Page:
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  • Catarino Garza’s Revolution on the Texas-Mexico Border by Elliott Young
  • Sonia Hernandez
Catarino Garza’s Revolution on the Texas-Mexico Border. By Elliott Young. Durham & London: Duke University Press, 2004.

In today’s world of globalization, accelerated by multi-national agreements such as NAFTA, the manner in which people from different parts of the globe communicate with each other has been radically transformed. As I read Elliott Young’s Catarino Garza’s Revolution on the Texas-Mexico Border, I could not help but think of the ever-increasing number of communities in Texas comprised of people from all over the world and people who cross the well-known US-Mexican border on a daily basis. Recent scholarship on the US-Mexican border has stressed this transnational notion, which points to the highly permeable nature of this geo-political boundary. Young examines the process of nation-making and its “preeminent symbol, the border,” by focusing on one transnational journalist.

Mexican born Catarino Garza left to Texas and became a journalist committed to the defense of Texas Mexicans. Garza appealed to both Texas Mexicans on the border who felt threatened by Anglo encroachment and Mexicans under the oppressive Porfirio Díaz government. By 1891, Garza had organized a rebellion comprised of Mexicans from both sides of the Rio Grande to overthrow Díaz. Connecting the local with the global, Young contends that the Garza rebellion was part of an extensive project of border and nation-making. It was precisely this process, with its modernization project as its base, which Garza and his followers (Garzistas ) and Mexicans in general strongly resisted. The Garza rebellion revealed the highly racialized atmosphere of the late nineteenth century as it placed the border region at the forefront of bi-national attention. While the Díaz government sought to portray the border region as a pacified place particularly primed for American foreign investment, Garzistas continued engaging the US military and Texas Rangers in battles. Garzistas, numbering in the hundreds by 1892, resisted capitalist modernization, land loss, racism in south Texas, and the displacement of poor Mexicans in Mexico. The Garzistas responded to these changes through proclamations of self-autonomy demanding the return of the Mexican Liberal Constitution of 1857. Garza’s use of the language of liberty, progress, and patriotism within the context of the constitution appealed to a wide variety of supporters on both sides of the river. Garza garnered support from landless farmers, ranch hands, merchants, ranchers, professionals, and several northern Mexican military men. The demands made by Garzistas were rooted in the long history of relative isolation and semi-autonomy of the region, which modernization began to threaten.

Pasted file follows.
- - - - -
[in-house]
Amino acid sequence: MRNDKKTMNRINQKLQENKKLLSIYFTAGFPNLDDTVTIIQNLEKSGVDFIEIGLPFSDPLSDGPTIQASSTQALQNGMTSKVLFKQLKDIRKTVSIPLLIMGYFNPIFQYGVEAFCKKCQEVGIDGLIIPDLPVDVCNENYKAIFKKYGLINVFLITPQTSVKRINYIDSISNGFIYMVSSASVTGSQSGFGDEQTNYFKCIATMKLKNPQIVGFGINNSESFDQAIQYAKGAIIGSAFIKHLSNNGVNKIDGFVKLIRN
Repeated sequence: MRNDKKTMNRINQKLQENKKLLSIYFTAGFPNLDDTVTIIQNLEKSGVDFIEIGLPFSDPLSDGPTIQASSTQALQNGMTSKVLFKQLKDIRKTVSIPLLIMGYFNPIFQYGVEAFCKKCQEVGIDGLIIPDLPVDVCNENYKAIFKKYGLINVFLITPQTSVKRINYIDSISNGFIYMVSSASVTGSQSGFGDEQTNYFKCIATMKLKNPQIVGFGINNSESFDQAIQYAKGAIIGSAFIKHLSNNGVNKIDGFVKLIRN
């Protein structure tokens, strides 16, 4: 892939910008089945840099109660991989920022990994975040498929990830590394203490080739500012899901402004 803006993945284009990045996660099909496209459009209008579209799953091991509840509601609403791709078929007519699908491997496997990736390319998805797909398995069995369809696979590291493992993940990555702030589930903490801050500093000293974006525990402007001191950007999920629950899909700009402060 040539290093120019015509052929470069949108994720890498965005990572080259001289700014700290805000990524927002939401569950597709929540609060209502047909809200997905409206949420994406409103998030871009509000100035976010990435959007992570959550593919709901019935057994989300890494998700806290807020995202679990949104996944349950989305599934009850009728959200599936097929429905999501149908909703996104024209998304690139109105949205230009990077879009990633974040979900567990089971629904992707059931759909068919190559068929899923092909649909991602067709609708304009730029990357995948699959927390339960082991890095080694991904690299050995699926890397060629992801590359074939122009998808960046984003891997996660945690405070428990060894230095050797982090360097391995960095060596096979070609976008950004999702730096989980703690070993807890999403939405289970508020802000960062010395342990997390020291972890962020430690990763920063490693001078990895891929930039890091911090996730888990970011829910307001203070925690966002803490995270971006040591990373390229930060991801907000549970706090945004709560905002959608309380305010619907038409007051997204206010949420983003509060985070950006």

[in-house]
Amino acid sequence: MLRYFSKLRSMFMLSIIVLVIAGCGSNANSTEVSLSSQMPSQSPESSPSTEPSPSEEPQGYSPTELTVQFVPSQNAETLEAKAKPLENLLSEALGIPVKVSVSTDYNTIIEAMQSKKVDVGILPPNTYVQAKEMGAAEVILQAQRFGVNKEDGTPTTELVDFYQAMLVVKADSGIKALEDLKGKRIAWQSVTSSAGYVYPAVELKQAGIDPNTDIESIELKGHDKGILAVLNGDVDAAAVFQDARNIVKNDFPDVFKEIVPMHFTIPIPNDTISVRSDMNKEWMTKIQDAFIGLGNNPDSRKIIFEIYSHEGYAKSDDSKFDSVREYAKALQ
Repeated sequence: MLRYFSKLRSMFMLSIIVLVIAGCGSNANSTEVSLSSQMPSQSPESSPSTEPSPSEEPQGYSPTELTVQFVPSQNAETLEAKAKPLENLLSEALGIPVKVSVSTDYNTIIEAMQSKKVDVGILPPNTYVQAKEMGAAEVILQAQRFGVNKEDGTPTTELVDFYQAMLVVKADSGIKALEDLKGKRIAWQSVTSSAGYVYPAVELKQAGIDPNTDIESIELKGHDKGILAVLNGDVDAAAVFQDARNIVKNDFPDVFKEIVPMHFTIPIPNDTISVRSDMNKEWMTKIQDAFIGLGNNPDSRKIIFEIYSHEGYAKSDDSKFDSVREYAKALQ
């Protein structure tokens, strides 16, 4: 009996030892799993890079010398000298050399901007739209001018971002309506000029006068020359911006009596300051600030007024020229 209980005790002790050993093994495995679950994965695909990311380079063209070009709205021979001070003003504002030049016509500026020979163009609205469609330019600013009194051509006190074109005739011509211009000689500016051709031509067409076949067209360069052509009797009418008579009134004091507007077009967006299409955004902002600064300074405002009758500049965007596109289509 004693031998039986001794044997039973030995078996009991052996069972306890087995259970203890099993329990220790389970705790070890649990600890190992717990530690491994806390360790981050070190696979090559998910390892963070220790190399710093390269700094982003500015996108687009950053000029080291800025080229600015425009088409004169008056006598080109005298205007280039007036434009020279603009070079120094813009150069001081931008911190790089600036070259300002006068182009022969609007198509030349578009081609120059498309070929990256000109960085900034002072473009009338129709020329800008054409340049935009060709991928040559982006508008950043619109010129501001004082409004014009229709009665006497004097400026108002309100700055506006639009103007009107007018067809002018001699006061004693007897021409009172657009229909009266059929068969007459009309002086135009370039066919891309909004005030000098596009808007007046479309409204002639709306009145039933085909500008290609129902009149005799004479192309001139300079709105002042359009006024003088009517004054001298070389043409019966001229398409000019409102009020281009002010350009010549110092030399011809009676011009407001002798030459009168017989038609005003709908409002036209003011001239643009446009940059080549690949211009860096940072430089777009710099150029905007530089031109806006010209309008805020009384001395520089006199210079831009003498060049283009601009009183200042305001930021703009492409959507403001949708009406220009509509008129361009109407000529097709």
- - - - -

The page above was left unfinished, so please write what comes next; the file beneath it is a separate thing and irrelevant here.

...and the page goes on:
The efforts to colonize and civilize south Texas were colored by reports on the region by Anglo Americans such as Captain John Gregory Bourke, paintings by the renowned Remington, and reports from US soldiers and Texas Rangers. As the army and rangers pursued Garza and his followers, they took field notes and described the region. These descriptions, informed by ideas of race, shaped the way in which both the U.S. and Mexican governments perceived the border as inherently contradictory.

Young demonstrates that notions of white superiority, shaped in relation to colonial projects, contributed to the development of south Texas. Individuals pursuing the Garzistas quickly dehumanized them and referred to Garza’s supporters as uncivilized bandits and greasers. These ideas had their roots in the global imperialistic project. Captain Bourke’s descriptions of the border as an “American Congo,” for example, were informed by his experience in the World’s Columbian Exposition in Chicago and his knowledge about foreign interests throughout the world. Nevertheless, Mexicans resisted Anglo views of them and the region. The Mexican struggle manifested itself in the battlefield and cultural arena through actual combat, feeding the Rangers indigestion-provoking food, or writing corridos to memorialize encounters with Rangers. These struggles pointed to the way in which Mexicans defined the terms of modernization and capitalist development.

Young is at his best when analyzing the Garza rebellion as a response to larger global projects of imperialistic and capitalist modernization. However, one is forced to wonder that perhaps what made it possible for...

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